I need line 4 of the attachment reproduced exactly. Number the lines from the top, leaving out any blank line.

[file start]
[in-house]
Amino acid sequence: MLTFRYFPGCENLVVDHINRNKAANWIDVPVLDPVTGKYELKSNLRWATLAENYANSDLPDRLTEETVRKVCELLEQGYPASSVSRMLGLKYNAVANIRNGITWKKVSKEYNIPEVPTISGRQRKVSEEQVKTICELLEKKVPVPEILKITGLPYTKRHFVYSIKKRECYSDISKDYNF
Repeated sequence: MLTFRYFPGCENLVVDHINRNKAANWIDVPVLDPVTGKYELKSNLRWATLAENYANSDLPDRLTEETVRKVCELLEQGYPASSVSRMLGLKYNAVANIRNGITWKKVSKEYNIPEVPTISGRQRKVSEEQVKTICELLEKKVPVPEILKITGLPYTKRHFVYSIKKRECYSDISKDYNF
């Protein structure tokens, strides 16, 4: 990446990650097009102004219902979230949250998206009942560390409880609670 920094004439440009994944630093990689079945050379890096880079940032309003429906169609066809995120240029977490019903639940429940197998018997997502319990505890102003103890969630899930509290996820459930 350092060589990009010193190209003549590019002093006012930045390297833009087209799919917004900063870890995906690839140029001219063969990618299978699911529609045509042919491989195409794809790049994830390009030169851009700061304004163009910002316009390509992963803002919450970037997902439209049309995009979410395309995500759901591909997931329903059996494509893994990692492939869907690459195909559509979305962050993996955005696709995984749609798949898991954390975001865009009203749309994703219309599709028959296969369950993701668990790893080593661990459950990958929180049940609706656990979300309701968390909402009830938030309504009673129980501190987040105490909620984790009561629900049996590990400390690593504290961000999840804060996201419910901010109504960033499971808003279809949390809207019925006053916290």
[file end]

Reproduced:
């Protein structure tokens, strides 16, 4: 990446990650097009102004219902979230949250998206009942560390409880609670 920094004439440009994944630093990689079945050379890096880079940032309003429906169609066809995120240029977490019903639940429940197998018997997502319990505890102003103890969630899930509290996820459930 350092060589990009010193190209003549590019002093006012930045390297833009087209799919917004900063870890995906690839140029001219063969990618299978699911529609045509042919491989195409794809790049994830390009030169851009700061304004163009910002316009390509992963803002919450970037997902439209049309995009979410395309995500759901591909997931329903059996494509893994990692492939869907690459195909559509979305962050993996955005696709995984749609798949898991954390975001865009009203749309994703219309599709028959296969369950993701668990790893080593661990459950990958929180049940609706656990979300309701968390909402009830938030309504009673129980501190987040105490909620984790009561629900049996590990400390690593504290961000999840804060996201419910901010109504960033499971808003279809949390809207019925006053916290």